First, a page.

Publication Date 06/16/2010
Source: Columbus Dispatch (OH)
Less than a year after Heartland Refinery Group was praised by city and state officials as a cutting edge “green” business, the company has been sued by the Ohio Environmental Protection Agency for violating air pollution limits.
In the process, the state says Heartland created “a substantial odor nuisance and potential adverse impacts to public health and the environment.”
The state’s action is a substantial blow to the plant, dubbed a “re-refinery” because it strips soot and other compounds from used motor oil so that it could be recycled. Heartland officials planned to recycle as much as 20 million gallons of used oil a year.
The plant ran into trouble two months after its official ribbon cutting when a power failure triggered a hydrogen sulfide gas leak at the facility. More than 4,000 people were evacuated from nearby businesses.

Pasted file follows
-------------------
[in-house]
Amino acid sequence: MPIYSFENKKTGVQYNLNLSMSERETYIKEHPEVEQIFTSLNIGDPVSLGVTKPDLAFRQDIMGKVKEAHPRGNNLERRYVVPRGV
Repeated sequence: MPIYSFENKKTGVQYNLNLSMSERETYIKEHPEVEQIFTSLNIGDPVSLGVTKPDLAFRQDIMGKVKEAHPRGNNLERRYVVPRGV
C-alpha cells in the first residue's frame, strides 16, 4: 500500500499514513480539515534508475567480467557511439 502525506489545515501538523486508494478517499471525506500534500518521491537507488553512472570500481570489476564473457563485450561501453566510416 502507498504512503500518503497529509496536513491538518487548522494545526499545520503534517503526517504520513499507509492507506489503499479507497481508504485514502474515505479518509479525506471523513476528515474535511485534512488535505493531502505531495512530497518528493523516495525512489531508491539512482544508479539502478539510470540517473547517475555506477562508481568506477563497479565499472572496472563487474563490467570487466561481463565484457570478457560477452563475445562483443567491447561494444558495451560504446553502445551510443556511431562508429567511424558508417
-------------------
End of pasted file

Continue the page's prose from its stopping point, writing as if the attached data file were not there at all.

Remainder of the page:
An analysis the company later provided the state showed that, while the gas was a threat to workers, it dissipated by the time it reached the plant’s fence line.
The state’s lawsuit, filed in the Franklin County Court of Common Pleas, claims that Heartland failed to properly operate required pollution controls meant to limit the release of sulfur dioxide and hydrogen chloride. It said the company missed “several” deadlines to get those controls on line.
A call to Heartland was not immediately returned this afternoon.